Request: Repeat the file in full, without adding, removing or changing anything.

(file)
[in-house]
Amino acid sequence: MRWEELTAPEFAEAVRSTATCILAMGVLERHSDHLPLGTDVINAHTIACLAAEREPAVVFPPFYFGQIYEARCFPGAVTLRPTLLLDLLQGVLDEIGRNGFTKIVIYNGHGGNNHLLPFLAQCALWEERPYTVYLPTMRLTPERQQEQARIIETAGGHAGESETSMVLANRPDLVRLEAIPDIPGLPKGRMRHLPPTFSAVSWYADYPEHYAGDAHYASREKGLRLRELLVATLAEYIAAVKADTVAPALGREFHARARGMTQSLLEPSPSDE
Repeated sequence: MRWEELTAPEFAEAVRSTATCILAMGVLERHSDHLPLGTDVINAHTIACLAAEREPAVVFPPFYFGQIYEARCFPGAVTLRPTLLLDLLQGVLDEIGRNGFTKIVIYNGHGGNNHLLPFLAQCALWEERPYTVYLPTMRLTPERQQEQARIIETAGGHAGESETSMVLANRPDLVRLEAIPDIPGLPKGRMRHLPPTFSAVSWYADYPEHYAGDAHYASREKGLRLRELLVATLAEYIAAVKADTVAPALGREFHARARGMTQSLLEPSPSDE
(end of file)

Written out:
[in-house]
Amino acid sequence: MRWEELTAPEFAEAVRSTATCILAMGVLERHSDHLPLGTDVINAHTIACLAAEREPAVVFPPFYFGQIYEARCFPGAVTLRPTLLLDLLQGVLDEIGRNGFTKIVIYNGHGGNNHLLPFLAQCALWEERPYTVYLPTMRLTPERQQEQARIIETAGGHAGESETSMVLANRPDLVRLEAIPDIPGLPKGRMRHLPPTFSAVSWYADYPEHYAGDAHYASREKGLRLRELLVATLAEYIAAVKADTVAPALGREFHARARGMTQSLLEPSPSDE
Repeated sequence: MRWEELTAPEFAEAVRSTATCILAMGVLERHSDHLPLGTDVINAHTIACLAAEREPAVVFPPFYFGQIYEARCFPGAVTLRPTLLLDLLQGVLDEIGRNGFTKIVIYNGHGGNNHLLPFLAQCALWEERPYTVYLPTMRLTPERQQEQARIIETAGGHAGESETSMVLANRPDLVRLEAIPDIPGLPKGRMRHLPPTFSAVSWYADYPEHYAGDAHYASREKGLRLRELLVATLAEYIAAVKADTVAPALGREFHARARGMTQSLLEPSPSDE